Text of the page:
CD30

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Tumor necrosis factor receptor superfamily, member 8
Available structures
PDB Ortholog search: PDBe, RCSB
Identifiers
Symbols TNFRSF8 ; CD30; D1S166E; Ki-1
External IDs OMIM153243 MGI99908 HomoloGene949 GeneCards: TNFRSF8 Gene
RNA expression pattern
PBB GE TNFRSF8 206729 at tn.png
More reference expression data
Orthologs
Species Human Mouse
Entrez 943 21941
Ensembl ENSG00000120949 ENSMUSG00000028602
UniProt P28908 Q60846
RefSeq (mRNA) NM_001243 NM_009401
RefSeq (protein) NP_001234 NP_033427
Location (UCSC) Chr 1:
12.06 – 12.14 Mb
Chr 4:
145.27 – 145.32 Mb
PubMed search [1] [2]

CD30, also known as TNFRSF8, is a cell membrane protein of the tumor necrosis factor receptor family and tumor marker.

Function[edit]

This receptor is expressed by activated, but not by resting, T and B cells. TRAF2 and TRAF5 can interact with this receptor, and mediate the signal transduction that leads to the activation of NF-kappaB. It is a positive regulator of apoptosis, and also has been shown to limit the proliferative potential of autoreactive CD8 effector T cells and protect the body against autoimmunity. Two alternatively spliced transcript variants of this gene encoding distinct isoforms have been reported.[1]

Clinical significance[edit]

CD30 is associated with anaplastic large cell lymphoma. It is expressed in embryonal carcinoma but not in seminoma and is thus a useful marker in distinguishing between these germ cell tumors.[2] CD30 and CD15 are also expressed on classical Hodgkin Lymphoma Reed-Sternberg cells.[3]

Cancer treatment[edit]

CD30 is the target of the FDA approved therapeutic Brentuximab Vedotin (Adcetris), designed and developed by Seattle Genetics. It is approved for use in:

  1. Hodgkin lymphoma (HL) (brentuximab vedotin) after failure of autologous stem cell transplant (ASCT)
  2. HL in patients who are not ASCT candidates after failure of at least 2 multiagent chemotherapy regimens
  3. Systemic anaplastic large cell lymphoma (sALCL) after failure of at least 1 multiagent chemotherapy regimen[4]

Interactions[edit]

CD30 has been shown to interact with TRAF5,[5] TRAF1,[6] TRAF2[5][6] and TRAF3.[6]

References[edit]

  1. ^ "Entrez Gene: TNFRSF8 tumor necrosis factor receptor superfamily, member 8".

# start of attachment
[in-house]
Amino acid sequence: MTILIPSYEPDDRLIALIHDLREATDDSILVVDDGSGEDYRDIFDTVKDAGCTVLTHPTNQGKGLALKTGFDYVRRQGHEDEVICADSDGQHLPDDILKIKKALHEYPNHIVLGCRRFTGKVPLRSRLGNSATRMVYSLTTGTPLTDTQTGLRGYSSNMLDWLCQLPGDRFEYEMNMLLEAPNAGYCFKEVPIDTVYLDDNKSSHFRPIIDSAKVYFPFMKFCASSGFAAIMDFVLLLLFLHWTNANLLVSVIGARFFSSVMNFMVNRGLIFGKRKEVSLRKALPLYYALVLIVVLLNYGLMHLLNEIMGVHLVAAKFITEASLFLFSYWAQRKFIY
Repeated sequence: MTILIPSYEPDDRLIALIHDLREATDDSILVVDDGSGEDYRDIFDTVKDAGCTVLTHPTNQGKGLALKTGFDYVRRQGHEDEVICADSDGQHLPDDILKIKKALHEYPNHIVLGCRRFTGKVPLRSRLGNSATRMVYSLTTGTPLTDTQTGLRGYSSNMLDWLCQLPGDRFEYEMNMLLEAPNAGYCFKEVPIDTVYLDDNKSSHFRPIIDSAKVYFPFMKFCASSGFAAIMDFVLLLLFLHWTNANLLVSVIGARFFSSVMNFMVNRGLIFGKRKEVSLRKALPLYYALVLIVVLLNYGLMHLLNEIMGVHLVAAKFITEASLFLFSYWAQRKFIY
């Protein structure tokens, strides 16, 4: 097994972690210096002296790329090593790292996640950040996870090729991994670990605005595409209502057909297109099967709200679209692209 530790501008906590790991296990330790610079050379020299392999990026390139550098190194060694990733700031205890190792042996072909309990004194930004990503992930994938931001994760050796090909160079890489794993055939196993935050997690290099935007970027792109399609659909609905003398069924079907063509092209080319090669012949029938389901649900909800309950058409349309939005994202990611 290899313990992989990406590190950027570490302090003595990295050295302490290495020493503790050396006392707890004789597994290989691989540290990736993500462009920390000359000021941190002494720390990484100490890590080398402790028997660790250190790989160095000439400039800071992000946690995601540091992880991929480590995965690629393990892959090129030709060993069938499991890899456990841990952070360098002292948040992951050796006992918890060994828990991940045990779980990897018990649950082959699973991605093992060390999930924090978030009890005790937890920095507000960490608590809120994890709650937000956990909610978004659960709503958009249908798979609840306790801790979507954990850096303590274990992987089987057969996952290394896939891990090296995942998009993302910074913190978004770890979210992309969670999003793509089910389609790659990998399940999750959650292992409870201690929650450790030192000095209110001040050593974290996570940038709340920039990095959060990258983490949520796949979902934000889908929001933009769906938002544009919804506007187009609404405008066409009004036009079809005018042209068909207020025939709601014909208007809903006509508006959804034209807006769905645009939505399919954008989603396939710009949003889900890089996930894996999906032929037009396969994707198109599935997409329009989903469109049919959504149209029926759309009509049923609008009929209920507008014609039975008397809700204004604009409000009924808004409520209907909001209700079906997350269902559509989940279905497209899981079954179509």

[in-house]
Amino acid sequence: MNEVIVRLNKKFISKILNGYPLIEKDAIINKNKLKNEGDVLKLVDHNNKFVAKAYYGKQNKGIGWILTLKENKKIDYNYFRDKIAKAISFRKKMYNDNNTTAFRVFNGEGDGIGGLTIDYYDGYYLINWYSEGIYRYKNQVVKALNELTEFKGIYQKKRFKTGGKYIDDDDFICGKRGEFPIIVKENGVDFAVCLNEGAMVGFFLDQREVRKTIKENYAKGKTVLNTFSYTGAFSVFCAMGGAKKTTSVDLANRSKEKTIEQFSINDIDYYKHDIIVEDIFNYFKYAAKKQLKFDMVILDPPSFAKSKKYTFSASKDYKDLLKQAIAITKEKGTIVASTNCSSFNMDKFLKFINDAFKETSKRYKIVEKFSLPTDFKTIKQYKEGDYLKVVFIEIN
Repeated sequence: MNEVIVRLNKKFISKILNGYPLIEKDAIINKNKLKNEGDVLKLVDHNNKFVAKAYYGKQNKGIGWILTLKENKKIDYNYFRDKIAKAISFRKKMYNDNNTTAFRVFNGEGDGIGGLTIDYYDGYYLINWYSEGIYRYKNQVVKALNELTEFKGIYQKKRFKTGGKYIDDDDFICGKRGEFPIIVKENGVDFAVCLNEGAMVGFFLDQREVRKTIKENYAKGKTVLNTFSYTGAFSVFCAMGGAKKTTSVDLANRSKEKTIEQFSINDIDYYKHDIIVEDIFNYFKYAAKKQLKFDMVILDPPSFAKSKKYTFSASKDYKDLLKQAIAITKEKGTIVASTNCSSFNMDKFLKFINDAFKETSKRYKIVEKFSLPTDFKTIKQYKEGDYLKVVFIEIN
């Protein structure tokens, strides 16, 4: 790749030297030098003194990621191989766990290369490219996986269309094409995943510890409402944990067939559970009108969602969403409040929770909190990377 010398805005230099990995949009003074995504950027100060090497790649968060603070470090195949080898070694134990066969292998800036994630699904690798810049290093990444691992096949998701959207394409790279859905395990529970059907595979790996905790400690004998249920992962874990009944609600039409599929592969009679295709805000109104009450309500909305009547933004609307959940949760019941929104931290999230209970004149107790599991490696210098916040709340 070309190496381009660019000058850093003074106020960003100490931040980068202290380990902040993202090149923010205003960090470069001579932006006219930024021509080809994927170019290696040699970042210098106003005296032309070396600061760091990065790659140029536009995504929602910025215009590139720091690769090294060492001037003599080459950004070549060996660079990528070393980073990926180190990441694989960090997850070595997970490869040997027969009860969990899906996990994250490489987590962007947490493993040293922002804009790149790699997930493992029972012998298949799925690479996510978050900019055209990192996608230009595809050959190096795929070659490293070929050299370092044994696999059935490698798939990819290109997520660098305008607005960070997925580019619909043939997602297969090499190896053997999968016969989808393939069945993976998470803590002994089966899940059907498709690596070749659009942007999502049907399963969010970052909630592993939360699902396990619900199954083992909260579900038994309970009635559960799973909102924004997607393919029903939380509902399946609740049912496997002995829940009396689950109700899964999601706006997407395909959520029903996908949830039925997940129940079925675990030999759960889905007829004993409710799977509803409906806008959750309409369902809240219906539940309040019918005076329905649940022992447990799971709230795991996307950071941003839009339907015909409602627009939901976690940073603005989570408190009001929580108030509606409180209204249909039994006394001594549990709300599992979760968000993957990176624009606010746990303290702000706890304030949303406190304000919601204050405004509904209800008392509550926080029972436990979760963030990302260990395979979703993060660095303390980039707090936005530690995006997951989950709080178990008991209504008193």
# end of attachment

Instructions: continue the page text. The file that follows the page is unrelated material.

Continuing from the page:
2. ^ Teng LH, Lu DH, Xu QZ, Fu YJ, Yang H, He ZL (Nov 2005). "[Expression and diagnostic significance of OCT4, CD117 and CD30 in germ cell tumors]". Zhonghua Bing Li Xue Za Zhi Chinese Journal of Pathology (in Chinese) 34 (11): 711–5. PMID 16536313. 
  3. ^ Gorczyca W, Tsang P, Liu Z, Wu CD, Dong HY, Goldstein M et al. (Feb 2003). "CD30-positive T-cell lymphomas co-expressing CD15: an immunohistochemical analysis". International Journal of Oncology 22 (2): 319–24. doi:10.3892/ijo.22.2.319. PMID 12527929. 
  4. ^ Deng C, Pan B, O'Connor OA (Jan 2013). "Brentuximab vedotin". Clinical Cancer Research 19 (1): 22–7. doi:10.1158/1078-0432.CCR-12-0290. PMID 23155186. 
  5. ^ a b Aizawa S, Nakano H, Ishida T, Horie R, Nagai M, Ito K et al. (Jan 1997). "Tumor necrosis factor receptor-associated factor (TRAF) 5 and TRAF2 are involved in CD30-mediated NFkappaB activation". The Journal of Biological Chemistry 272 (4): 2042–5. doi:10.1074/jbc.272.4.2042. PMID 8999898. 
  6. ^ a b c Ansieau S, Scheffrahn I, Mosialos G, Brand H, Duyster J, Kaye K et al. (Nov 1996). "Tumor necrosis factor receptor-associated factor (TRAF)-1, TRAF-2, and TRAF-3 interact in vivo with the CD30 cytoplasmic domain; TRAF-2 mediates CD30-induced nuclear factor kappa B activation". Proceedings of the National Academy of Sciences of the United States of America 93 (24): 14053–8. doi:10.1073/pnas.93.24.14053. PMC 19493. PMID 8943059.  (Retracted. If this is intentional, please replace {{Retracted}} with {{Retracted|intentional=yes}}.)

Further reading[edit]

External links[edit]

This article incorporates text from the United States National Library of Medicine, which is in the public domain.